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10 years since the Fukushima nuclear plant accident – nuclear power safety at a high level in Finland

Thomas Buddas  ·  10 March 2021

We work to advance plant safety every day at Loviisa through developing work procedures, implementing plant modernisations and personnel training, for example. This is how we create an increasingly robust safety culture.

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On Friday, 11 March 2011, Japan experienced the most powerful earthquake in its history and a tsunami that caused widespread destruction, the human impacts of which are difficult to describe. The natural disaster resulted in severe damage to the Fukushima Daiichi nuclear power plant on the east coast of Japan and the release of radioactive material from the plant into the surrounding area and the sea.

The Tohoku earthquake was one of the most powerful earthquakes in recorded history worldwide. It has been estimated that the earthquake shifted the tilt of the earth’s axis and moved Japan a few meters. There is no question that nuclear power plant safety must always take local conditions and potential risk factors into consideration. Nevertheless, the safety measures and systems for such a violent natural phenomenon were inadequate. Could an accident of this severity happen in Finland?

The safety of the Fortum’s Loviisa power plant, situated in the south coast of Finland, has been developed since the planning of its construction phase and with the help of risk analyzes throughout its forty-year history. External factors, such as natural phenomena, have also been comprehensively taken into account in the analyzes. Thanks to continuous development, plant modernisations and changes, the Loviisa power plant meets today's safety requirements well.

Although Finland is a seismically calm area, the Loviisa nuclear power plant has been comprehensively prepared for a possible earthquake. There is no need to fear tsunamis, typhoons or other extreme phenomena here. As a result of climate change, the water level in the Baltic Sea is expected to rise and extreme weather events to become more common. The increase in extreme weather events is not expected to cause any problems for the safety of the Loviisa power plant in the future.

Currently, both land and sea rise levels are almost the same. The sea level is expected to rise only slightly at the plant site by 2050. The variation in the sea level is very closely monitored at the Loviisa power plant. Based on long term monitoring and studies, it is known that the threat of high seawater level in Loviisa does not occur suddenly, but the wind direction and the flows of the Gulf of Finland’s water masses make it predictable. For example, in January 2005 the sea level rose more than 1.7 meters above average, setting a record. The yard level of the power plant is at a height of 3 meters, so only additional monitoring at the plant site was needed during the event, and the situation did not cause any further measures at the plant.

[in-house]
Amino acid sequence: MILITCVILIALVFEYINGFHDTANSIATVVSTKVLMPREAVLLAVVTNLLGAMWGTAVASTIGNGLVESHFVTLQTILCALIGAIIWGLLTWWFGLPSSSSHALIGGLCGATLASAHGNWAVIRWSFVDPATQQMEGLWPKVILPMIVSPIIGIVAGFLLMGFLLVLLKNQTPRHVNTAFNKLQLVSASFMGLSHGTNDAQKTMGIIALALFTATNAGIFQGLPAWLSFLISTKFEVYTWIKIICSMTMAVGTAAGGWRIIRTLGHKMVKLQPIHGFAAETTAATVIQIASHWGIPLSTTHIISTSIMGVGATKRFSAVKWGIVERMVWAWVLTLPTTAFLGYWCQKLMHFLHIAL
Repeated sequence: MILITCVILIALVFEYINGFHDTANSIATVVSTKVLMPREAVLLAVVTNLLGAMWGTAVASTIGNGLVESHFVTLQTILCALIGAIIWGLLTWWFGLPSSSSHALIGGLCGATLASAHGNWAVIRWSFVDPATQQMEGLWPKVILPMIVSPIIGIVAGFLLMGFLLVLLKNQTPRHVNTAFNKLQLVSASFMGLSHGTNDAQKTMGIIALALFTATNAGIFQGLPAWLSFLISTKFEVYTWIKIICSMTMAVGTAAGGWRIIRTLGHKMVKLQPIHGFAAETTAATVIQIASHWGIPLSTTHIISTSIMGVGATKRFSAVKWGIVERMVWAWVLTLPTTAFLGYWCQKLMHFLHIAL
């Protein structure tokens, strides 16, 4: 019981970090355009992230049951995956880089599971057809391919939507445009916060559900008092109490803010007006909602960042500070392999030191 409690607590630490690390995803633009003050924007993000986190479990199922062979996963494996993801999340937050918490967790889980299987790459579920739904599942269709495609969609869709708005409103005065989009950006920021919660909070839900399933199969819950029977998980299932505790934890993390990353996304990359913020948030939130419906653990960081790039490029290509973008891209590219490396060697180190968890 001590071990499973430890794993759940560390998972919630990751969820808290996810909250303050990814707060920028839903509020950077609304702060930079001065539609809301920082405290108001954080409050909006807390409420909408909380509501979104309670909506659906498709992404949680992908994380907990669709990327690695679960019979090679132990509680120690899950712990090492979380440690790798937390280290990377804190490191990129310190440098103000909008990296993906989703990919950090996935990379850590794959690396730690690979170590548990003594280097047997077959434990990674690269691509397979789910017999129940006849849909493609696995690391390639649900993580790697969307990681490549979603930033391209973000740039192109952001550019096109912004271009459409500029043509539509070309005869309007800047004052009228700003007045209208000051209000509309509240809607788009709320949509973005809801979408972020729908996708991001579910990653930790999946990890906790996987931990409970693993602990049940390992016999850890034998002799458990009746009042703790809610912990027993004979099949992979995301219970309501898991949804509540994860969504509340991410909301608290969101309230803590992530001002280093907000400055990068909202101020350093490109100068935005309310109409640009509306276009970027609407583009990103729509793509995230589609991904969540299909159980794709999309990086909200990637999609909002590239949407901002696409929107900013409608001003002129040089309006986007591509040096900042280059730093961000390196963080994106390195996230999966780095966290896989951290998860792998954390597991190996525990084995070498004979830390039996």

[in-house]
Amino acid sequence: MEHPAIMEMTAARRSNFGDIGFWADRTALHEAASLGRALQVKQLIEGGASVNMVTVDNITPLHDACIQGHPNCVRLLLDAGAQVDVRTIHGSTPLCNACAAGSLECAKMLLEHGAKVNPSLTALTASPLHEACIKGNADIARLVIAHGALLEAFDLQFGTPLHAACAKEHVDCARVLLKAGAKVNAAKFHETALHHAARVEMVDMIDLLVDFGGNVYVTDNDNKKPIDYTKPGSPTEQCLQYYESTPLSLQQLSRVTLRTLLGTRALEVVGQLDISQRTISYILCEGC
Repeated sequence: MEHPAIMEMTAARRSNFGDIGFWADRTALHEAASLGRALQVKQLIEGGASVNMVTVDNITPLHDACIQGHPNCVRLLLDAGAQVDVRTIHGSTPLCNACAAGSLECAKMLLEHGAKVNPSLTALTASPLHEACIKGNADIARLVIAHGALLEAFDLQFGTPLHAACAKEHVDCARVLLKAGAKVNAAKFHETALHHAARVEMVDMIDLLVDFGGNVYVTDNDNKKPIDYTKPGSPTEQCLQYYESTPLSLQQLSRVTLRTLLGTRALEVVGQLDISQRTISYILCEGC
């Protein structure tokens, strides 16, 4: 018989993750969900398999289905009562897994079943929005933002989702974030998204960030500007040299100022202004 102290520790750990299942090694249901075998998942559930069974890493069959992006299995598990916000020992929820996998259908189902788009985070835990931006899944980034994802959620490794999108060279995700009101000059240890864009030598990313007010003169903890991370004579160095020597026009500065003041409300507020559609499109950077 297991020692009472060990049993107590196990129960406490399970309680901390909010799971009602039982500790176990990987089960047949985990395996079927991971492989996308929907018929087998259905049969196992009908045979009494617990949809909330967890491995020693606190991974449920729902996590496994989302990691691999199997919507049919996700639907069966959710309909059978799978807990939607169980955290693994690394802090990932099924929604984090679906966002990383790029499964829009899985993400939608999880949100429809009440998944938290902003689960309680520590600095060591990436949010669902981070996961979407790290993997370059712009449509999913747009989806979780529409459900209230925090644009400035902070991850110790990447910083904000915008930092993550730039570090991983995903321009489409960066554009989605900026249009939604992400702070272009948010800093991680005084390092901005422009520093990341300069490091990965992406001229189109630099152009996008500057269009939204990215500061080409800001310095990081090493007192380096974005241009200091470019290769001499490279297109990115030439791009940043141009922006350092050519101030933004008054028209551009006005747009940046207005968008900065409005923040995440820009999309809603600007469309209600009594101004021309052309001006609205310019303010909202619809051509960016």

The safety of the Loviisa power plant has been ensured by numerous different systems. For example, the plant has many back-up power systems to prepare for power outages that may be caused by external events. Although the probability of a severe reactor accident is very low, the Loviisa power plant was one of the first in the world to install systems for such an accident at the turn of the millennium. In 2015, a new air cooling system independent of seawater cooling was implemented for Loviisa nuclear power plant. The system improves the plant’s preparedness for extreme conditions when seawater could become unavailable for its normal cooling function. Examples of such situations would be an oil catastrophe in the Gulf of Finland or an exceptional natural phenomenon such as excessive algae released by wind.

Fortum has systematically developed the safety of its plants for decades. The post-Fukushima safety assessment didn’t uncover any factors that would have required immediate measures at Fortum’s Loviisa power plant. We work to advance plant safety every day at Loviisa through developing work procedures, implementing plant modernisations and personnel training, for example. This is how we create an increasingly robust safety culture.

Climate change and transitioning to a low-carbon energy system give added importance to reliable and emissions-free electricity production in the future. Finnish nuclear power is a safe, reliable, and climate friendly way to produce energy. Loviisa nuclear power plant is a significant producer of clean power and enabler of electrification in Finland.

thomas buddas

Thomas Buddas

Deputy director, Loviisa nuclear power plant

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